Wood species commonly used as decking on patios and decks include redwood, cedar, and pressure-treated pine. In recent years, other wood species have become available, as have composite and metal decking.
Decking is sold in the nominal 5/4-by-6 size, which actually measures 1 inch by 5-1/2 inches. Each linear foot of decking thus contains 66 cubic inches, or 0.03819 cubic feet. A 12-foot decking board of nominal size 5/4–by-6 contains 0.4583 cubic feet of material.
Although some decks are faced with unusual species, such as ironwood and tigerwood, most are still constructed of the softwoods cedar and redwood or pressure-treated pine. Based on the densities of the two common wood species, a 12-foot length of 5/4-by-6 decking would weigh 12.83 pounds (redwood) or 10.54 pounds (cedar).
When fully dry, treated deck boards weigh some 0.25 pounds per cubic foot more than untreated boards of the same species. A 12-foot length of treated, yellow pine 5/4-by-6 decking will weigh an average of 13.87 pounds (within a range of 10.65 to 17.08 pounds). If not fully dry, treated wood can contain up to 4.5 gallons of water, adding as much as 17.4 pounds to the weight of the 12-foot board.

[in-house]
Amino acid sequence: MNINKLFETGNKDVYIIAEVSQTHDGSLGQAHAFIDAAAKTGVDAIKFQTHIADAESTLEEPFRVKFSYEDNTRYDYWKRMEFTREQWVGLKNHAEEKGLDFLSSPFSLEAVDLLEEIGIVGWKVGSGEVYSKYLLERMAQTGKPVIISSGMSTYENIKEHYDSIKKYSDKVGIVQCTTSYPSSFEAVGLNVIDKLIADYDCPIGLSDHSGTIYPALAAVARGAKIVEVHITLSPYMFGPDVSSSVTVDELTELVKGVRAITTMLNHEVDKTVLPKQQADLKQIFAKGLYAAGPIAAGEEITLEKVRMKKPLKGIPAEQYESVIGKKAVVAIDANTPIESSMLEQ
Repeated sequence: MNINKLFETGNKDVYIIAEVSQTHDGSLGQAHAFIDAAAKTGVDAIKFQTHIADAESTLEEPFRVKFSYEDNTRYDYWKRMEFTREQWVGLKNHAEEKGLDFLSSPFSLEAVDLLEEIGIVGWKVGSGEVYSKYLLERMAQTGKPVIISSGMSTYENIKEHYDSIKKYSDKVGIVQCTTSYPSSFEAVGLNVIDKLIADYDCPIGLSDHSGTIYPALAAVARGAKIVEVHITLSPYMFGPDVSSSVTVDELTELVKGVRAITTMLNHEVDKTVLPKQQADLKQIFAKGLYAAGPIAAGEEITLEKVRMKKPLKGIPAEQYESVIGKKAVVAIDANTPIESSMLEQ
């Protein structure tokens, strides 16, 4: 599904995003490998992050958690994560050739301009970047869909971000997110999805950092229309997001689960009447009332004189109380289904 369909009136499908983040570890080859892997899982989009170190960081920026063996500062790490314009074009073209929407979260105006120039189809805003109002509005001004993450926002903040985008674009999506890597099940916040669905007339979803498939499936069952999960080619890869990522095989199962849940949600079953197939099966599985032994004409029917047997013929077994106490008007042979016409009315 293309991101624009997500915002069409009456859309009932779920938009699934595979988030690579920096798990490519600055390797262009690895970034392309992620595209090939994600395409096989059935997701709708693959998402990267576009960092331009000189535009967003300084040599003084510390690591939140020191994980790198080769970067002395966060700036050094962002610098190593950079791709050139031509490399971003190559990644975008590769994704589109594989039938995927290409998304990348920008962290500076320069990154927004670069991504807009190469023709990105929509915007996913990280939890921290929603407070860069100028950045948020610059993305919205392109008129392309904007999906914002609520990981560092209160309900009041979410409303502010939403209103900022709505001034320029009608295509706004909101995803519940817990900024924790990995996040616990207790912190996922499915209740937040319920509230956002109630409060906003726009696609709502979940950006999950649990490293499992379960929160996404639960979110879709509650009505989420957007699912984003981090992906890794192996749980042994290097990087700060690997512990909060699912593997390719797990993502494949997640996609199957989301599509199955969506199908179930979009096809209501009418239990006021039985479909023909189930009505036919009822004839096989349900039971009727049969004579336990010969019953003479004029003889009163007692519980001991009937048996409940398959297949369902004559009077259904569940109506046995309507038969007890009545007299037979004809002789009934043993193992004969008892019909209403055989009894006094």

Composite decking consists of wood fibers embedded in a polymer binder. One of the best-known makers is Trex, whose product weighs approximately 60 pounds per cubic foot, so a 12-foot length of 5/4-by-6 Trex weighs 27.5 pounds. Different manufacturers use different formulations and processes, so the weight of decking will vary from company to company.
Kelvin O'Donahue has been writing since 1979, with work published in the "Arizona Geological Society Digest" and "Bulletin of the American Association of Petroleum Geologists," as well as online. O'Donahue holds a Master of Science in geology from the University of Arizona, and has worked in the oil industry since 1982.